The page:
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The other day I saw a rather alarming report produced by MoneyWeek magazine, entitled The End of Britain, predicting an imminent financial apocalypse. The claim was simple: over the past few decades the level of debt in the UK (private, corporate and government) had ballooned; that the only reason that this appeared sustainable was that interest rates were unusually low at the moment; and that as soon as they rose it would be curtains for Britain.
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The other day someone asked me how I got into programming. This was an interview question. In retrospect it’s a surprise that no-one has asked me this before. The next time I have cause to interview a programmer, I’ll be sure to ask them the same thing.

My first degree involved a certain amount of programming, but it didn’t occur to me until quite late that I might have a knack for it. Other people on the course had computers of their own, and had been programming for years. I didn’t, and hadn’t.

Well, that’s not quite true. I’d had some encounters when younger, which I can illustrate with some photos I took yesterday at the newly opened Cambridge home of the Centre for Computing History.
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Some years ago, at an “all hands” meeting at a company where I worked, the head of the company enthused at length about Jack Welch’s famous ruthlessness. At the time I said to various people that if I wanted to work for General Electric then I knew where to find them. I wasn’t joking: GE have an office in easy walking distance of my house. However, I never set foot in there until last night, when I attended a talk by Richard Berry—part of their series of “agile talks”.

The talk was about management and leadership, and the differences in management style (command-and-control vs. facilitation) and the importance of different personality types in how teams work. Management theory, then. (And yes, there were flip-charts, and a 2×2 matrix, and book recommendations at the end.)

I’ve seen some disappointment expressed about the content of the talk. Surely this is all rather old hat: no-one now believes that command-and-control is a sensible way to organize a software development team. I’d have two responses to that, the first of which is that overt command-and-control may be rare but that the common alternative—insisting that people “take ownership” without giving them any meaningful control isn’t really the same thing as facilitation.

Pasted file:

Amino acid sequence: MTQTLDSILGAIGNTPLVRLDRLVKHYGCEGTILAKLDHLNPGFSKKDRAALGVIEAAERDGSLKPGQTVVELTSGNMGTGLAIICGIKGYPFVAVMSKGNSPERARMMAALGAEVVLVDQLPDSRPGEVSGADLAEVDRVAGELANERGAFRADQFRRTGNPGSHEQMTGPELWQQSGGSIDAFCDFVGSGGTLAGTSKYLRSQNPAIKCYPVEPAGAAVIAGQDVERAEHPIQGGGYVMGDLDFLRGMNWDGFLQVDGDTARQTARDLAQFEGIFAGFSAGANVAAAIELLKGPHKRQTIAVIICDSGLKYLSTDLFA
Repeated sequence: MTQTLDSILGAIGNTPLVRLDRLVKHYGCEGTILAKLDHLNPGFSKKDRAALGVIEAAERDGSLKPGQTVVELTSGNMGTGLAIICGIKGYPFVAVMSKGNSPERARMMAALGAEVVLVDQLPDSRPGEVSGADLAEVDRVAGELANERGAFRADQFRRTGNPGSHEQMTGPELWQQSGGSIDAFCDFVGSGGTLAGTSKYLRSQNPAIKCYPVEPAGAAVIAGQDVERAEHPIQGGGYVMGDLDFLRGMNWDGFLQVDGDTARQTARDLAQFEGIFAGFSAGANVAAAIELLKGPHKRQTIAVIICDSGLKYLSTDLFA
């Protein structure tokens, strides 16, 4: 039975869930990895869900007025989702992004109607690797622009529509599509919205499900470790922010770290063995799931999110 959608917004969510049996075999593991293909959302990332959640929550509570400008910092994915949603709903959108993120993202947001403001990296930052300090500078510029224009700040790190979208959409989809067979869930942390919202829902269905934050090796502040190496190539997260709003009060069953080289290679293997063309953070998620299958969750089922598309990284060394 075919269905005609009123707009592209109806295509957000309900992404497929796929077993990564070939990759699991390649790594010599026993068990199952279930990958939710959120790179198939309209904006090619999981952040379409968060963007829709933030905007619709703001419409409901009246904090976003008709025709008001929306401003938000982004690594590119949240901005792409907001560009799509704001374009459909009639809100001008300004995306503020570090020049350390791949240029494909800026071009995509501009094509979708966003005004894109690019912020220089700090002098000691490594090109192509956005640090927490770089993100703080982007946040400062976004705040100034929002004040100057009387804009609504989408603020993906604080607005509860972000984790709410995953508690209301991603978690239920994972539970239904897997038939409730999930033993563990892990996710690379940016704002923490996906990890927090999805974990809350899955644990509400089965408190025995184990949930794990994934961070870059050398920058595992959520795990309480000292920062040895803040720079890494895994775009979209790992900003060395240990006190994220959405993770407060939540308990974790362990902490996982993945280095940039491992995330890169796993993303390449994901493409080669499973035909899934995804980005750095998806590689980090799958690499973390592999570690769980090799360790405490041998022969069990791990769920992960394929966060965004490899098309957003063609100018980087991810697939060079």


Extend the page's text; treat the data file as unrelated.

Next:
My other response would be that even if the broad outline of Richard’s talk didn’t hold any surprises, it’s possible to do this sort of thing badly or well, and Richard did it well. The last presentation I saw that covered this rough area was given by some ex-marketing guy who seemed to speak largely in clichés taken from trashy pop psychology books (“don’t sweat the small stuff”, “change is the only constant”, etc.). Regardless of the big picture being peddled, there were telling little details in Richard’s talk that, for me, showed that he knew what he was talking about. This wasn’t an occasion for buzzword bingo.
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Brevity

I’ve been wanting to write something about brevity for a while now. You know: the soul of wit, brevitas vs. copia, maxims and arrows, and all that sort of thing. I fear I may write too much whilst saying too little. Ho hum.
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Call me suspicious, but I’d hazard a guess that this might not be genuine.

A long time ago, when I was an undergraduate, I studied a module about Artificial Intelligence and philosophy of mind. It covered Searle’s Chinese Room argument, the Turing test, traditional AI vs connectionism. That sort of thing.

I think the main consequence of this was a realisation that I preferred intellectual history to that kind of philosophy. The impression I got was that debates trying to sort out the relation between “the body” and “the mind” didn’t appear either to have achieved their aim or to have said much of interest along the way. Better to relate a course of events and a line of thought. But that’s by the by.

One of the ideas mentioned in this course was that “the mind” was a Turing machine. I thought I had a pretty good argument for saying it wasn’t, but I never had the opportunity to state it. Now, let me see: how did it go again?
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Abusive language

One criticism of contemporary life is the tendency to treat everything, and everyone, as a resource to be optimized and exploited. This was part of the idea behind Ian Bogost’s satire on Zynga-style social games, Cow Clicker:

In social games, friends aren’t really friends; they are mere resources. And not just resources for the player, but also for the game developer, who relies on insipid, “viral” aspects of a design to make a system replicate.

Now, it’s one thing to treat someone like a resource, but it’s something else to use that sort of language about someone with their knowledge, even to their face. Yet it happens. It really is quite bizarre.
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